The tuning is based ONLY on the PCM code you are using. Yes, if you have an E99 ECM, you will run E99 tuning. Since you have a PMT3 PCM, you're running later tuning and that dictates the engine portion of the E99 equation. A later pickup WILL run on early tuning and vice-versa. However, early tuning on a late (L99-01) PCM will cause a P0107 and harsh shifts because even though the later PCM has an internal barometric pressure sensor, data in the hexadecimal code of the tuning will still try to get the data from an external harness-connected sensor. Conversely, later tuning in an early pickup does the same thing......only because there is no internal barometric pressure sensor and the "code" is looking for that instead of the one wired into the harness under the steering column.

Also, either incorrect tune in each PCM will cause a variance in the tachometer/OBD datastream and all RPM-based mapping will be skewed.

Also, even though there has been no mention of it or care....the same thing will happen on an 02-03 pickup but there are a couple of other issues that keep a person from doing that.
I always read and learn from your tuning posts. If I was better at it and stronger than I am now, I'd build you whatever you wanted.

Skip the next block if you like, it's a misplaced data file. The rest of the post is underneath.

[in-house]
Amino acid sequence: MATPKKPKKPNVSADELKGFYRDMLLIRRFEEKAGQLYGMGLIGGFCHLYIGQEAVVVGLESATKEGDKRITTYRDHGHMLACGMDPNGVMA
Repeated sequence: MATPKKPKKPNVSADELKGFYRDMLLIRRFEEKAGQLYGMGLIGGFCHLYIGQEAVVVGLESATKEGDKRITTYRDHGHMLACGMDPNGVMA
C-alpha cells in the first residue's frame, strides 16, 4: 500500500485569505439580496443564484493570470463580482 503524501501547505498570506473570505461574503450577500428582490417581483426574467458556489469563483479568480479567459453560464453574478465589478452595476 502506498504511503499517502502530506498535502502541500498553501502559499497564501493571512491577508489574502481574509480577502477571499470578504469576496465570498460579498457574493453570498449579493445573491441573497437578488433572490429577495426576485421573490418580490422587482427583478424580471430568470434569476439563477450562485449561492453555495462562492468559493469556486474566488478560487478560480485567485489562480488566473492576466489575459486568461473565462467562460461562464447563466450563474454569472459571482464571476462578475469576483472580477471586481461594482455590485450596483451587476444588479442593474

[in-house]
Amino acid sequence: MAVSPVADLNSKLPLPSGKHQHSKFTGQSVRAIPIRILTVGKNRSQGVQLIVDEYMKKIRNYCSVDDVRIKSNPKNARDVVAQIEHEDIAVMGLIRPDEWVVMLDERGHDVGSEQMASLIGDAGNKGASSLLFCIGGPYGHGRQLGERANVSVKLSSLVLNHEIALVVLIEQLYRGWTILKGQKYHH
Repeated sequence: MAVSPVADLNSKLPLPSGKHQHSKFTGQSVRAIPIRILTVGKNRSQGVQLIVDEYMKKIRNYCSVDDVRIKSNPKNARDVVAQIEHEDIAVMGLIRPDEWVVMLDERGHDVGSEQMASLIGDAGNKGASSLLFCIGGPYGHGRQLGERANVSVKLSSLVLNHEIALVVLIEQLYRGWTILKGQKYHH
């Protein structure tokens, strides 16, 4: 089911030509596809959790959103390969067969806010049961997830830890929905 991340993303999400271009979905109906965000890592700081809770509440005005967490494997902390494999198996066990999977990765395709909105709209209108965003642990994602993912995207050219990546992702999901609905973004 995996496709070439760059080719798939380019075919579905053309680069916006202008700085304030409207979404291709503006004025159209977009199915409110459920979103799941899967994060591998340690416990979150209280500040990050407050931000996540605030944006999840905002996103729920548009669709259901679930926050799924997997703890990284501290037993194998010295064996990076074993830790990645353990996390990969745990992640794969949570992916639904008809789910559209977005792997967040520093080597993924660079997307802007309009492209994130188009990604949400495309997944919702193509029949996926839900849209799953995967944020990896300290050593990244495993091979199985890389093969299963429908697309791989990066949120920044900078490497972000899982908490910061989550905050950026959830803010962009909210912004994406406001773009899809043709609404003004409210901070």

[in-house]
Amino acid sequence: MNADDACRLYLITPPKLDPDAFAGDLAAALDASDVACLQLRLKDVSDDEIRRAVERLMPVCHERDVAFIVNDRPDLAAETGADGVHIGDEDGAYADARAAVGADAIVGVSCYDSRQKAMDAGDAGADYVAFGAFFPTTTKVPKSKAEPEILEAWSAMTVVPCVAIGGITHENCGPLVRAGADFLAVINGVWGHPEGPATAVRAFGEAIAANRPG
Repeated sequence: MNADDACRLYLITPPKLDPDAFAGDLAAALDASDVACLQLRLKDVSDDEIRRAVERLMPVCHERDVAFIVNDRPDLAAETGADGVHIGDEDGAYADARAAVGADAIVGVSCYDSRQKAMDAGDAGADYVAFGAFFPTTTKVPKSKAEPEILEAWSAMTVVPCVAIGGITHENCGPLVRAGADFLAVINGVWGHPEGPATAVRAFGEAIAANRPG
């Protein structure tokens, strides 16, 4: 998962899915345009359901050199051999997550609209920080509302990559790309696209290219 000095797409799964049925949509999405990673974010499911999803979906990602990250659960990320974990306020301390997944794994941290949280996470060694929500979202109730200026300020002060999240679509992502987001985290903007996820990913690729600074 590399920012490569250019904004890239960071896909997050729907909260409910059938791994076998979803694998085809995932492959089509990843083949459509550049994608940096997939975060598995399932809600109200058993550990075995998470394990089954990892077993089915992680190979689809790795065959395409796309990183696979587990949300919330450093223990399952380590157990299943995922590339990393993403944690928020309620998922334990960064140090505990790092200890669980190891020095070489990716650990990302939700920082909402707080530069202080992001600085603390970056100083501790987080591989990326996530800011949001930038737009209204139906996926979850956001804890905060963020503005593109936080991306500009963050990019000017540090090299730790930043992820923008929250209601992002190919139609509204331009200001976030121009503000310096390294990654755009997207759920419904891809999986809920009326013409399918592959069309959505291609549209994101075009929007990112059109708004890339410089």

#29  
Old 11-16-2017, 09:22 PM
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Originally Posted by Colorado350 View Post
So if I'm following you, in layman terms: Early tuning on a E99 PCM and Late tuning on a L99 PCM.
Uh.....


Yeah.
 
  #30  
Old 11-17-2017, 05:50 AM
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Dang Cleatus, we are all so wanting you to start tuning our trucks. DP tuned my E99 auto trans F250 and it ran very well. I only had 3 tunes on it. Jody reburned the chip when I got the 2000 manual trans F350. I like his tuning for the auto better. As far as the engine tuning is concerned, do you do anything different from one to the other? Mine seems sluggish until I reach about 1500-1700 RPM then I can feel and see(light haze) the fuel increase without increasing throttle. I know about Jody's non-liner throttle and am use to it.
Sorry if this is a Hijack but it kinda pertains to E99 tuning.